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By the numbers: women and retirement

Having the retirement you deserve.

To be honest, the stats aren’t great. Some of us may outlive our retirement funds because we’re all living longer and women, in general, have lower lifetime savings because they often don’t work as many years. Plus, they may not be as proactive in their retirement planning as men.

Indeed, the “Fourteenth Annual Transamerica Retirement Survey” (March 2014)1 identifies numerous key factors placing women at greater risk of not achieving a secure retirement than men. We’ve highlighted some of these facts below.

Clearly, we’ve got a lot of work to do. But the good news is that, no matter where you are in your retirement planning, it’s not too late. Our Agents or Registered Representatives can help you stretch your retirement income and pursue a secure retirement.

The Social Security myth:
  • 31% of women expect to rely on Social Security compared to only 23% of men.
Women live longer than men.
  • According to data from the Social Security Administration, a 65-year-old man today can expect to live on average, until age 84; a 65-year-old woman today can expect to live, on average, until age 86.
Few women are confident about retirement:
  • Only 7% of women are “very confident” in their ability to fully retire with a comfortable lifestyle, compared to 13% of men.
Most women plan to retire after age 65 or not at all:
  • 43% expect to work past age 70 or do not plan to retire vs 41% of men.
Most women plan to continue working in retirement:
  • More than 50% of women plan to work after they retire: 45% plan to work part-time and 7% plan to work full-time. Among men, 55% plan to work as well, with 44% planning to go part-time and 12% planning to become full-time.
Most Baby Boomer women don’t have a backup plan:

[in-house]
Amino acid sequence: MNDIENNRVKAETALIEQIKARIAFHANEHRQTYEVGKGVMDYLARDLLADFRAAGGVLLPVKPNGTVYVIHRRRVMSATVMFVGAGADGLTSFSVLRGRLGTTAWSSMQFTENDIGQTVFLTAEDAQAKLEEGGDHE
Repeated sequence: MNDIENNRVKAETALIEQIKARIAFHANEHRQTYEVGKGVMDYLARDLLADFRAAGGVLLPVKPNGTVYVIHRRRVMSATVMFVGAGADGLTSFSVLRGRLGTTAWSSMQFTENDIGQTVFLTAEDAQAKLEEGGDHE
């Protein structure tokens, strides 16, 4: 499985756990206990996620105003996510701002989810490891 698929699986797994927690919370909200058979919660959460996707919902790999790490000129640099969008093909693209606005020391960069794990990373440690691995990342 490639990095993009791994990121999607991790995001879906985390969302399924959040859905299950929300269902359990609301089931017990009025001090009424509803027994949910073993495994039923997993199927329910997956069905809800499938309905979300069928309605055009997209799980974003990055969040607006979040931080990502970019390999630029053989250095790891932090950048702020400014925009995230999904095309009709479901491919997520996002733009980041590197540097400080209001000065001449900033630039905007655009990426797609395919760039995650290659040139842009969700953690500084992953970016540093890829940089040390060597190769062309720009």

• If forced into retirement sooner than expected, 17% of women vs. 26% of men have a backup plan.
Time off for caregiving negatively impacts retirement:
  • About one in four women has or expects to take time off from the workforce for caregiving for a child or aging parent.
  • Of the women who have or plan to take time out of the workforce, 74% believe that it will negatively impact their ability to save for retirement.
Many women work part-time:
  • Women are more likely to work part-time than men–due to parental and/or caregiver responsibilities. Some 45% of women work part-time compared to only 24% of men.
Women are less likely to be offered retirement benefits:
  • This is true because part-time workers overall are less likely to be offered a retirement plan.
Women’s participation lags in 401(k) or similar plan:
  • Of the women who are offered a 401(k) or similar plan, 75% participate vs 80% of men.
Women’s annual contributions lag in 401(k) or similar plan:
  • Of those currently participating in their employers’ plans, women contribute an average of 9.3% vs 9.8% for men.
Women’s savings outside of work:
  • More than 55% are saving for retirement outside of work compared to 66% of men.
Women guess their retirement savings needs:
  • Since women live longer than men, they need to save more to support their extended retirement years. However, women estimate retirement savings at $500,000 vs. men’s estimated retirement savings of $700,000.
  • 59% of women said they had “guessed” when asked about how they arrived at their savings needs. Only 6% said they had completed a worksheet/done a calculation while only 2% had the amount provided by a financial advisor.
Women’s use of professional advisors:
  • Only 35% of women report using a professional financial advisor.
Women want information that is easier to understand:
  • 53% would like educational materials that are easier to understand and/or a good starting point that is easy to understand.

Ready to get started? Quick steps you can take now.

Boost your financial savvy. There are plenty of financial websites which can help you learn the basics and more about saving and investing. And the more you know, the more confident you’ll be in your choices.

Know your numbers. It may seem overwhelming, but it should only take a few minutes to calculate your savings, assets, and expenses. By doing this, you’ll know your starting point for your retirement savings, plus you may be surprised at your expenses and may be able to cut out some unnecessary expenses.

Maximize your employer’s retirement plan. Many employers match at least part of your contribution to a company-sponsored retirement plan. It’s free money, take it! Some of the stats may seem daunting, but keep your eye on the retirement finish line, and you’ll cross it before you know it.

1 Transmerica Center for Retirement Studies, Fourteen Facts About Women’s Retirement Outlook…and Seven Steps to Improve It,“